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Pediatr Infect Dis J. 2014 Feb;33(2):e53-9. doi: 10.1097/INF.0b013e31829f2694.

Consequences of prior use of full-dose ritonavir as single protease inhibitor as part of combination antiretroviral regimens on the future therapy choices in HIV-1-infected children.

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From the *Department of Paediatrics, Kalafong Hospital; †Department of Family Medicine; ‡Department of Immunology, University of Pretoria, Pretoria, South Africa; §Department of Pediatrics, Yale University, New Haven, CT; and ¶Department of Paediatrics and Child Health, University of Stellenbosch, Tygerberg, South Africa.



South African HIV-infected infants below age 6 months and children younger than 3 years on concomitant antimycobacterial treatment received full-dose ritonavir single protease inhibitor (RTV-sPI), together with 2 nucleoside reverse transcriptase inhibitors, from 2004 until 2008. Use of RTV-sPI has been described as a risk factor for PI drug resistance, but the extent of this resistance is unknown.


This research assesses clinical and virological outcome of a pediatric RTV-sPI cohort at a large South African antiretroviral therapy (ART) site in a high-burden tuberculosis setting, including resistance mutations in those failing ART.


All children initiated at Kalafong hospital before December 2008, who ever received RTV-sPI-based regimens, were assessed for patient outcome, virological failure and drug resistance. HIV viral loads were done 6-monthly and HIV genotyping since 2009.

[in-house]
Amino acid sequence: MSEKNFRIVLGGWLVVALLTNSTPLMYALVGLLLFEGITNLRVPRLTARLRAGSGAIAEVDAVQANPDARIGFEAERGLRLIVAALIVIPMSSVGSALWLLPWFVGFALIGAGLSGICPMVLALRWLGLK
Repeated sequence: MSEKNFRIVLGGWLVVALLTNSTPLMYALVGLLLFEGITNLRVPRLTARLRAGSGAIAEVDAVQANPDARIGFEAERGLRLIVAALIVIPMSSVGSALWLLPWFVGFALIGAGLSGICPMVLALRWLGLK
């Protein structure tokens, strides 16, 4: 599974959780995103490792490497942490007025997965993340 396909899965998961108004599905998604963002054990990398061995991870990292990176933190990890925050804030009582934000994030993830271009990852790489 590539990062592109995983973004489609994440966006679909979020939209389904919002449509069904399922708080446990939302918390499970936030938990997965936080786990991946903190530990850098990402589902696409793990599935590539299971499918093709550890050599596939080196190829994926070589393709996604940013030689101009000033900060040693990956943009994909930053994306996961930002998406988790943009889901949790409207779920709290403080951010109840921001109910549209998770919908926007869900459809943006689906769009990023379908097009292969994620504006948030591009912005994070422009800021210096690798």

There were 178 children who ever received RTV-sPI, with a mean age at ART initiation of 1.4 years. Of the 135 children (76%) with >6 months follow-up, 17 children (13%) never had viral suppression, whereas another 25 (18%) developed virological failure later. Nineteen of 26 children (73%) with genotypic resistance results had major PI mutations.


Treatment failure is not a universal feature in children with prior exposure to RTV-sPI regimens, but the significant proportion (31%) with virological failure is of concern due to high prevalence of major PI- and multiclass mutations. These children currently have no treatment options in the South African public sector, highlighting the urgent need for access to alternative ART regimens to ensure improved outcomes.

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